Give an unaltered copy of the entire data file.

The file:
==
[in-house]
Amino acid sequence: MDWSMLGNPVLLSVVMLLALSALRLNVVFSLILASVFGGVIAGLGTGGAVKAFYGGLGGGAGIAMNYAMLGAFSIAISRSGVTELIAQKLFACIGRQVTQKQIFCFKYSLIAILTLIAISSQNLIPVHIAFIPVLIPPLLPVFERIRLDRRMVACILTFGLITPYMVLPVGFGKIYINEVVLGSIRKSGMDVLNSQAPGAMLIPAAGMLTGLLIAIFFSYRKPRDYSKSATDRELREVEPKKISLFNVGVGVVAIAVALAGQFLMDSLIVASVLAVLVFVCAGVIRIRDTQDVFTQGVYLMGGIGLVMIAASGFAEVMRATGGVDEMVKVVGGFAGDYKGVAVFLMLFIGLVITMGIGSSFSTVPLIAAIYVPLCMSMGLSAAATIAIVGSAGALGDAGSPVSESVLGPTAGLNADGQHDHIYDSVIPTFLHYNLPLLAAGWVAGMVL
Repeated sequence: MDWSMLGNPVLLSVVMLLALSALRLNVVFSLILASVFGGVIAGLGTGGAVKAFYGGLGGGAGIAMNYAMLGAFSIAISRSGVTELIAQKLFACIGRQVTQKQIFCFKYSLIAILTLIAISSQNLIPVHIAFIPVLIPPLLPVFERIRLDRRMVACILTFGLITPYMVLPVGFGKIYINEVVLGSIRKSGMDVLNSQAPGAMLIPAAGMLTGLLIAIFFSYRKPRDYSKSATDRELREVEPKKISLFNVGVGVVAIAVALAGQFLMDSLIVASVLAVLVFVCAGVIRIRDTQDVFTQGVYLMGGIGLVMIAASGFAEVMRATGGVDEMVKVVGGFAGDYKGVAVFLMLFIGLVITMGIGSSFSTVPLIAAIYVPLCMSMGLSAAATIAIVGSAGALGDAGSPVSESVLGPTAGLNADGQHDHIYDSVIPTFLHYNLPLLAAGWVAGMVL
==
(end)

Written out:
[in-house]
Amino acid sequence: MDWSMLGNPVLLSVVMLLALSALRLNVVFSLILASVFGGVIAGLGTGGAVKAFYGGLGGGAGIAMNYAMLGAFSIAISRSGVTELIAQKLFACIGRQVTQKQIFCFKYSLIAILTLIAISSQNLIPVHIAFIPVLIPPLLPVFERIRLDRRMVACILTFGLITPYMVLPVGFGKIYINEVVLGSIRKSGMDVLNSQAPGAMLIPAAGMLTGLLIAIFFSYRKPRDYSKSATDRELREVEPKKISLFNVGVGVVAIAVALAGQFLMDSLIVASVLAVLVFVCAGVIRIRDTQDVFTQGVYLMGGIGLVMIAASGFAEVMRATGGVDEMVKVVGGFAGDYKGVAVFLMLFIGLVITMGIGSSFSTVPLIAAIYVPLCMSMGLSAAATIAIVGSAGALGDAGSPVSESVLGPTAGLNADGQHDHIYDSVIPTFLHYNLPLLAAGWVAGMVL
Repeated sequence: MDWSMLGNPVLLSVVMLLALSALRLNVVFSLILASVFGGVIAGLGTGGAVKAFYGGLGGGAGIAMNYAMLGAFSIAISRSGVTELIAQKLFACIGRQVTQKQIFCFKYSLIAILTLIAISSQNLIPVHIAFIPVLIPPLLPVFERIRLDRRMVACILTFGLITPYMVLPVGFGKIYINEVVLGSIRKSGMDVLNSQAPGAMLIPAAGMLTGLLIAIFFSYRKPRDYSKSATDRELREVEPKKISLFNVGVGVVAIAVALAGQFLMDSLIVASVLAVLVFVCAGVIRIRDTQDVFTQGVYLMGGIGLVMIAASGFAEVMRATGGVDEMVKVVGGFAGDYKGVAVFLMLFIGLVITMGIGSSFSTVPLIAAIYVPLCMSMGLSAAATIAIVGSAGALGDAGSPVSESVLGPTAGLNADGQHDHIYDSVIPTFLHYNLPLLAAGWVAGMVL